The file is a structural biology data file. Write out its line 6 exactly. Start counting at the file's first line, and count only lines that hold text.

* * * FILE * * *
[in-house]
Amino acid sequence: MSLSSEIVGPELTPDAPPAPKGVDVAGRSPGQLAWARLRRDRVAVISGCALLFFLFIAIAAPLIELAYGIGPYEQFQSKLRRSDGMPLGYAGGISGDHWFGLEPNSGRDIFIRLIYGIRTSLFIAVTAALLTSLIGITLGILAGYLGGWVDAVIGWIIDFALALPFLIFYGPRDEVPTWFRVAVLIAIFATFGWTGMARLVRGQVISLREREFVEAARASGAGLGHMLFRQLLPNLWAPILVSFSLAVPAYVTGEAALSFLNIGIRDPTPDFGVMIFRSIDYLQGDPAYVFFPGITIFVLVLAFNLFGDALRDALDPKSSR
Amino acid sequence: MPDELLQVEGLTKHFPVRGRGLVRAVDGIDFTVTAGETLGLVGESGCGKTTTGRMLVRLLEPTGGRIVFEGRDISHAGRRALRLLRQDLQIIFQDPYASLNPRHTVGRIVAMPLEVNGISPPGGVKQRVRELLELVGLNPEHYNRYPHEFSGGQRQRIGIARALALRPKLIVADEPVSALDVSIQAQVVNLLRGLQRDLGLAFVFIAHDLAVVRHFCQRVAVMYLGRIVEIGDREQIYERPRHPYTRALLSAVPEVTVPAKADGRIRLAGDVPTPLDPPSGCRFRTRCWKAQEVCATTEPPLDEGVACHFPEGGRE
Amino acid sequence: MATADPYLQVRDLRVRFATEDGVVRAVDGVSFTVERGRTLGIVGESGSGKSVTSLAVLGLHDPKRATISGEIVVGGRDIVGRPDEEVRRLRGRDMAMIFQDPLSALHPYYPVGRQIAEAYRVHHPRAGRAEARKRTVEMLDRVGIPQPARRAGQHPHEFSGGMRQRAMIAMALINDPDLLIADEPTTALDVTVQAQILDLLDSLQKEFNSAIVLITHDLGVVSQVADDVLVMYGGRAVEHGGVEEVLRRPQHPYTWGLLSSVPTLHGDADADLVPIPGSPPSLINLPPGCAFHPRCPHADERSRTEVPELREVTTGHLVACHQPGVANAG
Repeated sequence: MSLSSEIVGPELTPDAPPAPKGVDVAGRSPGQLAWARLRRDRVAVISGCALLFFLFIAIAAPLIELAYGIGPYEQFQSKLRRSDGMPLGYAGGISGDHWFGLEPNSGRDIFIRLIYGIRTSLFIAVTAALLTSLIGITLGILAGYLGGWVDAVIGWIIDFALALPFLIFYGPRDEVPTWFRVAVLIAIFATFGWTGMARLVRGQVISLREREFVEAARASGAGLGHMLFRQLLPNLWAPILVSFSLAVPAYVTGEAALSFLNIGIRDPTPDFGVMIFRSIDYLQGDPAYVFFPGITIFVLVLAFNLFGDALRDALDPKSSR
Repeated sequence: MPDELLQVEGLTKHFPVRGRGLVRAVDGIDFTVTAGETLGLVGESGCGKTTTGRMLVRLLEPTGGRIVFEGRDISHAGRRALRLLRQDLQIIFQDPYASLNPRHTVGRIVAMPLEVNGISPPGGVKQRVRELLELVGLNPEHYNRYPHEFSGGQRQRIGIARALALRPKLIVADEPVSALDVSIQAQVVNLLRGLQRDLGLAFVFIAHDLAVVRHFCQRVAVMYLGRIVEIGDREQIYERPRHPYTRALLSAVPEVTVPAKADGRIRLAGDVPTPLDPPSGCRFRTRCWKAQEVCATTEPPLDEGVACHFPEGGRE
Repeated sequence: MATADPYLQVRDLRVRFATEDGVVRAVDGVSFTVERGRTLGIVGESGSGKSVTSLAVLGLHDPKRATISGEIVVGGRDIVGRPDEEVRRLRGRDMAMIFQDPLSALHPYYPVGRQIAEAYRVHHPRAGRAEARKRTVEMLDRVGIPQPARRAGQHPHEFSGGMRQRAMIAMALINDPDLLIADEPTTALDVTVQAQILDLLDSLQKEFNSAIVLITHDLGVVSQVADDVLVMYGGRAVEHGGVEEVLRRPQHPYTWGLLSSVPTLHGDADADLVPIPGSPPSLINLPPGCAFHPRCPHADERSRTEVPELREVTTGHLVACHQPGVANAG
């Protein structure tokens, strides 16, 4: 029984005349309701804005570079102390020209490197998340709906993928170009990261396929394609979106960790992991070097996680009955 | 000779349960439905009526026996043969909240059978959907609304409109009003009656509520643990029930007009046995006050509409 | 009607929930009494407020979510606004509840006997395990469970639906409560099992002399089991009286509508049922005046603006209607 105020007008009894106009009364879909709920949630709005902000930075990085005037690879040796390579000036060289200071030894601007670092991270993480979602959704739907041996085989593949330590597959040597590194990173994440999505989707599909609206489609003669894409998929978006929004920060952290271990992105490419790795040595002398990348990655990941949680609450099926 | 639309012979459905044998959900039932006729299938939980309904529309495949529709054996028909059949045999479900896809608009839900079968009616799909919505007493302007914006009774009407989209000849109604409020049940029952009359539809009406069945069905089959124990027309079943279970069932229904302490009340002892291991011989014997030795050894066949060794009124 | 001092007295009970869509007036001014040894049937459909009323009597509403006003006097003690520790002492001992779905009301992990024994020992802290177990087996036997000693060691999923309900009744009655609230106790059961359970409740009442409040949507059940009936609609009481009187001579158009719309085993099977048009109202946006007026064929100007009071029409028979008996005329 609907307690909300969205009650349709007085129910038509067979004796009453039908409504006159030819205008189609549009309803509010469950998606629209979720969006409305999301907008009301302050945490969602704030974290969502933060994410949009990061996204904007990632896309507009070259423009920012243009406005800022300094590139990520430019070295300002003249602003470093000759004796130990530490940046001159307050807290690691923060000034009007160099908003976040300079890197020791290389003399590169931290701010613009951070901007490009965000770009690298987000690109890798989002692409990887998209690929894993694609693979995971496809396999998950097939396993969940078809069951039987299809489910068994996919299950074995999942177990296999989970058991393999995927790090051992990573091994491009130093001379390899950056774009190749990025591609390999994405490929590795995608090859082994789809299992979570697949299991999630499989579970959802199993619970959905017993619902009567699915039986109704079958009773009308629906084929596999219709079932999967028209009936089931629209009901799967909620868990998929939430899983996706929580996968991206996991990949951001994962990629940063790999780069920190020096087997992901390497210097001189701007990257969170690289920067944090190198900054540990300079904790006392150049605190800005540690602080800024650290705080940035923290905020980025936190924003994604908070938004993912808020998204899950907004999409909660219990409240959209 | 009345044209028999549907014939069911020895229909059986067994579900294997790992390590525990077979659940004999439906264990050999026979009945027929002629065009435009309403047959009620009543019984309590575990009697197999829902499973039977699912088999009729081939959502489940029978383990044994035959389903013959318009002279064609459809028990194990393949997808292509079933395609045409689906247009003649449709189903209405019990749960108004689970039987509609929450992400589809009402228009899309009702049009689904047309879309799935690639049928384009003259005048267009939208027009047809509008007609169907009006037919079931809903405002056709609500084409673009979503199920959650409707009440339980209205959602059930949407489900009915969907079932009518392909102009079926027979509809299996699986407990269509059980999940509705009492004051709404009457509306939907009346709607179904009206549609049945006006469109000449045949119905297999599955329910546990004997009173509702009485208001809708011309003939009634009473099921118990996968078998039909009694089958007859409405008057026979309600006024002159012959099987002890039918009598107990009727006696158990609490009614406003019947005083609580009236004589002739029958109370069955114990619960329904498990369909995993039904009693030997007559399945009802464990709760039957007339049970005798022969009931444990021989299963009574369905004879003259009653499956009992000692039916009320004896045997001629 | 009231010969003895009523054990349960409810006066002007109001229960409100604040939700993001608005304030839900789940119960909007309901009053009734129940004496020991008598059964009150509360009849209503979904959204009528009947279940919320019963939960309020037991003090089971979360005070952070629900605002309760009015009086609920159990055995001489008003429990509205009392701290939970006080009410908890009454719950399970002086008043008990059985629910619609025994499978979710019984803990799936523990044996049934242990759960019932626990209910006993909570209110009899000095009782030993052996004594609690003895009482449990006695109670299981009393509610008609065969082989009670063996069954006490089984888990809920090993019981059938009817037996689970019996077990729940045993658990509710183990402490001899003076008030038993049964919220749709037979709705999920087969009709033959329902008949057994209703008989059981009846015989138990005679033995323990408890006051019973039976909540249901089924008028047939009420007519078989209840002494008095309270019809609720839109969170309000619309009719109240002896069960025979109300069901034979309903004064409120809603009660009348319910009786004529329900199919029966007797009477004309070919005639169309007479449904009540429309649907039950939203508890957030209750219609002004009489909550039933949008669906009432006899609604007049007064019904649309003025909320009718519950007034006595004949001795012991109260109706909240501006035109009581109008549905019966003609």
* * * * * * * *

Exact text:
Repeated sequence: MPDELLQVEGLTKHFPVRGRGLVRAVDGIDFTVTAGETLGLVGESGCGKTTTGRMLVRLLEPTGGRIVFEGRDISHAGRRALRLLRQDLQIIFQDPYASLNPRHTVGRIVAMPLEVNGISPPGGVKQRVRELLELVGLNPEHYNRYPHEFSGGQRQRIGIARALALRPKLIVADEPVSALDVSIQAQVVNLLRGLQRDLGLAFVFIAHDLAVVRHFCQRVAVMYLGRIVEIGDREQIYERPRHPYTRALLSAVPEVTVPAKADGRIRLAGDVPTPLDPPSGCRFRTRCWKAQEVCATTEPPLDEGVACHFPEGGRE